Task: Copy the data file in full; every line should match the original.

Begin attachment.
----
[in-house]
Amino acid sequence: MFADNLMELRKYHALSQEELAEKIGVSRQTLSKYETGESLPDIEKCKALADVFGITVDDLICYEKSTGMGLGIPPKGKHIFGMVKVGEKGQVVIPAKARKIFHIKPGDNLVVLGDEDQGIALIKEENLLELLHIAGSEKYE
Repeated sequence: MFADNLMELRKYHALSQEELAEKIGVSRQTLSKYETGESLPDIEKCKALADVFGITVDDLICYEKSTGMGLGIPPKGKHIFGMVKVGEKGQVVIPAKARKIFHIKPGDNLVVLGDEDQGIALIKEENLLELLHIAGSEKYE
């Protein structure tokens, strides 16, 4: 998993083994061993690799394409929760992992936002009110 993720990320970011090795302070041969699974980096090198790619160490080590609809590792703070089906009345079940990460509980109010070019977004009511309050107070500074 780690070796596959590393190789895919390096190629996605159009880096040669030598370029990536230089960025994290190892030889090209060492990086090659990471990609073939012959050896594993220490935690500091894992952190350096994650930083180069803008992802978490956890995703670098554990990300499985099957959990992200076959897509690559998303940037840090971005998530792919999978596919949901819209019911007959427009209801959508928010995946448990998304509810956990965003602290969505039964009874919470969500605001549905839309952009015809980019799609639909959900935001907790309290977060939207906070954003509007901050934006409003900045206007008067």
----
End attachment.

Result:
[in-house]
Amino acid sequence: MFADNLMELRKYHALSQEELAEKIGVSRQTLSKYETGESLPDIEKCKALADVFGITVDDLICYEKSTGMGLGIPPKGKHIFGMVKVGEKGQVVIPAKARKIFHIKPGDNLVVLGDEDQGIALIKEENLLELLHIAGSEKYE
Repeated sequence: MFADNLMELRKYHALSQEELAEKIGVSRQTLSKYETGESLPDIEKCKALADVFGITVDDLICYEKSTGMGLGIPPKGKHIFGMVKVGEKGQVVIPAKARKIFHIKPGDNLVVLGDEDQGIALIKEENLLELLHIAGSEKYE
């Protein structure tokens, strides 16, 4: 998993083994061993690799394409929760992992936002009110 993720990320970011090795302070041969699974980096090198790619160490080590609809590792703070089906009345079940990460509980109010070019977004009511309050107070500074 780690070796596959590393190789895919390096190629996605159009880096040669030598370029990536230089960025994290190892030889090209060492990086090659990471990609073939012959050896594993220490935690500091894992952190350096994650930083180069803008992802978490956890995703670098554990990300499985099957959990992200076959897509690559998303940037840090971005998530792919999978596919949901819209019911007959427009209801959508928010995946448990998304509810956990965003602290969505039964009874919470969500605001549905839309952009015809980019799609639909959900935001907790309290977060939207906070954003509007901050934006409003900045206007008067």